Benjamin Studebaker

Yet Another Attempt to Make the World a Better Place by Writing Things

Tag: Energy

Why Russia is Going to Win in Ukraine, For Now

UPDATE:

I’ve noticed a handful of people each day are searching for information on the Ukraine crisis and finding this piece. While I think it’s certainly interesting and you’re welcome to read it for information on the Ukraine-Russia relationship during the 00’s and in the months running up to the start of the Euromaidan protests, I wrote it in December of 2013–you might be more interested in my more recent writings on the crisis. Here are two such pieces:

February 22–this piece covers the various reasons Russia considers Ukraine a core strategic interest.

March 5–this piece covers the role the United States has played in pushing the Russians into intervening in Ukraine.

I have a certain fascination with the way that Russia conducts its foreign policy, particularly under Putin. It has an old fashioned, 20th century feel to it. It is bereft of the idealism that so often accompanies American and European policy and is consequently less prone to naïve mistakes. The Russians play hard, they play to win, and they often outplay their western counterparts despite economic and military inferiority. The recent series of events culminating in the Euromaidan protests in Ukraine is a tour de force of Russian foreign policy acumen, and is worth examining the way an art student would a Picasso.

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Keystone Pipeline: To Build or Not to Build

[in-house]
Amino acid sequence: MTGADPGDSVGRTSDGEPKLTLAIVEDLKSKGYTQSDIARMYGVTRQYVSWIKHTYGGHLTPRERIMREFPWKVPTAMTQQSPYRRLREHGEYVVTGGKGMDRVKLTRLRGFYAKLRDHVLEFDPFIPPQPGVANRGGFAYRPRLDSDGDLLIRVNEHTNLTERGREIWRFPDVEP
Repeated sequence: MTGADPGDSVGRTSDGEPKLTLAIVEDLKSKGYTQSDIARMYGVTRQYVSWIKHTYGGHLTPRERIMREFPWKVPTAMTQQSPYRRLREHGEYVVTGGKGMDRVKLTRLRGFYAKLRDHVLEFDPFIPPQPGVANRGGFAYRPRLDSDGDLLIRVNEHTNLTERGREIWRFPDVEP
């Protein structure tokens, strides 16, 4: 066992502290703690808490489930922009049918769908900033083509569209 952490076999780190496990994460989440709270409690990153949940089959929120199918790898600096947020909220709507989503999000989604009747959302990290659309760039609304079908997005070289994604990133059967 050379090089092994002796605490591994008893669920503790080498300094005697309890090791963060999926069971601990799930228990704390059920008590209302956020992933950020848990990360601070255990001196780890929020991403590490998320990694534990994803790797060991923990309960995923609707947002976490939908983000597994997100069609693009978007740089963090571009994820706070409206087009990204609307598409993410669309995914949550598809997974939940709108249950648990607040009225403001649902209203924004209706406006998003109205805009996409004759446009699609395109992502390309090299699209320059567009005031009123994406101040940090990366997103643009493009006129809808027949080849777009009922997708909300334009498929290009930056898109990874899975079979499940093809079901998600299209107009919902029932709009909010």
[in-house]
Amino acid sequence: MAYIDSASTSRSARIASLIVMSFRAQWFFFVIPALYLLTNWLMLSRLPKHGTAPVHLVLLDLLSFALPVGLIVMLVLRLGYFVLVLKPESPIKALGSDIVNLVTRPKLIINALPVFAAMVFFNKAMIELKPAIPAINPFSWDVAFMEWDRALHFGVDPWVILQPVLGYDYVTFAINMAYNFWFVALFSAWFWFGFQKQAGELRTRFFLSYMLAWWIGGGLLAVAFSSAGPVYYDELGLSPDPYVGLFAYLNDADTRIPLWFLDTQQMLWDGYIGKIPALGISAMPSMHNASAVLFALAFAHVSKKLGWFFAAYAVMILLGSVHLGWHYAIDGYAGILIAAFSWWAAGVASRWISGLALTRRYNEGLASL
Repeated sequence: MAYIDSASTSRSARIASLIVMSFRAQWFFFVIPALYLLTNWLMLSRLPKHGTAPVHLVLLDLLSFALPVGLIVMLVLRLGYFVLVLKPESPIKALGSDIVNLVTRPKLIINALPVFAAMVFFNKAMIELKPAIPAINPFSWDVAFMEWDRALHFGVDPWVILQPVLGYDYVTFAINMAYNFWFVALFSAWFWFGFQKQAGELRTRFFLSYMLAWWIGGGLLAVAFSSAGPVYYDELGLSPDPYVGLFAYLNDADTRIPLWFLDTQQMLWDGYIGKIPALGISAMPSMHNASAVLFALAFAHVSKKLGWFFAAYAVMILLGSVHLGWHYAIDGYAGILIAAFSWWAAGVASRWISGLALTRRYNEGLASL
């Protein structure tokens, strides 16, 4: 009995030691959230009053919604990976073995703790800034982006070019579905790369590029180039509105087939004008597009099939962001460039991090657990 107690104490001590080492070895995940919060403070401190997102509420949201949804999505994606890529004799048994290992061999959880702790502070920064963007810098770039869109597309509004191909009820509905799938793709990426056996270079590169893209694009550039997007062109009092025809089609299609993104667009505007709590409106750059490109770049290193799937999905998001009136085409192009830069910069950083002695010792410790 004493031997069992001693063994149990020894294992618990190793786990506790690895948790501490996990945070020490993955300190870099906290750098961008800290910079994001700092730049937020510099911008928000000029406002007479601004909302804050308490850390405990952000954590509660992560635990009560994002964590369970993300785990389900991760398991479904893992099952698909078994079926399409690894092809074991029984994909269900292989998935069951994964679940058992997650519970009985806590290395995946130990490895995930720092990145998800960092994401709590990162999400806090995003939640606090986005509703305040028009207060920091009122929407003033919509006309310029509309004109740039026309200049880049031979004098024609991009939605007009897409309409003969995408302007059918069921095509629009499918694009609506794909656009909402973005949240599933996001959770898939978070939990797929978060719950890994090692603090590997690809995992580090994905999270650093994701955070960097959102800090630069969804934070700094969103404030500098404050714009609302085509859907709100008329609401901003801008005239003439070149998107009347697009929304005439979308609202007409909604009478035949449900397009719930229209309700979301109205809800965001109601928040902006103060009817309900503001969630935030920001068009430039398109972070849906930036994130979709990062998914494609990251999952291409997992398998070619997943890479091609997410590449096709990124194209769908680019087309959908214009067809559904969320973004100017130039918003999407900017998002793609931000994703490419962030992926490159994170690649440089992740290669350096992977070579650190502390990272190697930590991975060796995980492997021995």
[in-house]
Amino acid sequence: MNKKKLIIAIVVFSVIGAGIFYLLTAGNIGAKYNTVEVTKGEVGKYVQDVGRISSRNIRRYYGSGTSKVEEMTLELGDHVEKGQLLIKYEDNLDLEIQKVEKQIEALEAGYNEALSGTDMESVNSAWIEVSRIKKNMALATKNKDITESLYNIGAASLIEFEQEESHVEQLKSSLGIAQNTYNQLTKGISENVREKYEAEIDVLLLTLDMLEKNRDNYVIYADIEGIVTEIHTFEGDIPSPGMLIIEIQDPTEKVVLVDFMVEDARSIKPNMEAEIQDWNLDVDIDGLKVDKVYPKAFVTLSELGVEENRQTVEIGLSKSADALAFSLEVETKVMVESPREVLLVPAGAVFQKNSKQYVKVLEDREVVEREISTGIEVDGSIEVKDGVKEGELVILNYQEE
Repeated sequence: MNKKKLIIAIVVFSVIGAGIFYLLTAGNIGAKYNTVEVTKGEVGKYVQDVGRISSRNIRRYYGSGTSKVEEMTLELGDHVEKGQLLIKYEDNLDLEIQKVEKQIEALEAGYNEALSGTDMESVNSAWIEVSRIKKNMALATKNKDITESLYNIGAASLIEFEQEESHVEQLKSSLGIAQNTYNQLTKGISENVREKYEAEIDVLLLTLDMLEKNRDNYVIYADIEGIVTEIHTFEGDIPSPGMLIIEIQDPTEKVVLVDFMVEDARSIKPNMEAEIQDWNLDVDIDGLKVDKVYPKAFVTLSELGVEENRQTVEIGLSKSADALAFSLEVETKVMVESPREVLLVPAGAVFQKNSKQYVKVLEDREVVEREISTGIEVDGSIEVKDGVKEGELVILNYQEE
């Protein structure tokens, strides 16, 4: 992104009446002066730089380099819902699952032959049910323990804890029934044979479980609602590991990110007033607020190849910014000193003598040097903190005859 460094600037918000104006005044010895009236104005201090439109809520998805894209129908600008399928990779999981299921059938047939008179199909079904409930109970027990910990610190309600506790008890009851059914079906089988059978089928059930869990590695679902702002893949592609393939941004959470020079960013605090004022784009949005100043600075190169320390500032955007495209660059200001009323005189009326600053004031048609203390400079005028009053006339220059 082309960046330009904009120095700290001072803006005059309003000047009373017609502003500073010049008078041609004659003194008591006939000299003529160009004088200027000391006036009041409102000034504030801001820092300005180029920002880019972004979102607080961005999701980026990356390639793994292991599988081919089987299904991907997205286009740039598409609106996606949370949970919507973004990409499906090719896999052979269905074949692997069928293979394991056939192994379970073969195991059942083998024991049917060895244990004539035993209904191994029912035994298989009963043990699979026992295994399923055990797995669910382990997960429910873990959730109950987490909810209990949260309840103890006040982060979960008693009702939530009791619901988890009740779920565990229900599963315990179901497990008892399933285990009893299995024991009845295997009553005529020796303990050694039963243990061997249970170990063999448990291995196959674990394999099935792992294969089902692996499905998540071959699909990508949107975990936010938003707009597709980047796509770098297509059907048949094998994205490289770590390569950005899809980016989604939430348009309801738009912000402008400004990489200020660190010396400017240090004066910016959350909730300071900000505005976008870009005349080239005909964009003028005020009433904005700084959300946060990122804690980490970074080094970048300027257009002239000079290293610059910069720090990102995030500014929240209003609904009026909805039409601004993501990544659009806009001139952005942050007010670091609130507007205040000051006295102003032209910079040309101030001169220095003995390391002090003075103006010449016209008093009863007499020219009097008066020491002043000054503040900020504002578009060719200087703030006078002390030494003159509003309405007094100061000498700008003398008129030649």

An interesting new report is out from the US state department about the Keystone XL pipeline, a proposed oil pipeline running from Canada’s tar sands to the United States. Key to the report is this line in particular:

Project is unlikely to have a substantial impact on the rate of development of the tar sands, or on the amount of heavy crude oil refined in the Gulf Coast area.

This may have some interesting implications for the question of whether or not the pipeline ought to be built. Let’s discuss them.

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Venezuela under Chávez

The 14 year reign of Hugo Chávez as President of Venezeula has come to an end with his death at the age of 58. Chávez is a polarising figure; people in the developed world tend either to love him or hate him. There isn’t a lot of nuanced, considered judgement about Chávez on the internet. So today I aim to fill that gap in our collective literature. Let’s find out what, precisely Huge Chávez did for the Venezuelan state and its people, for good or for ill.

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Stagflation: What Really Happened in the 70’s

If you argue long enough about economics, you are bound to run into the stagflation argument. The stagflation argument claims that the big state and stimulus caused high inflation, high unemployment, and poor growth during the seventies. Usually this argument is not fully argued by those who believe in it–it is merely asserted, and the rest of us are expected to accept that it is simply the case that the seventies happened that way. Today I’d like to endeavour to illustrate what actually happened in the seventies, what the real causes of stagflation were, and what sort of lessons might be pulled from it.

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Democratic Party Platform Expedition Part I: Economic Policy

As promised, the Democratic Party platform is to receive a similar treatment to the one recently given to the Republican Party platform. Get out your grappling hook–we’ve got a mountain to climb.

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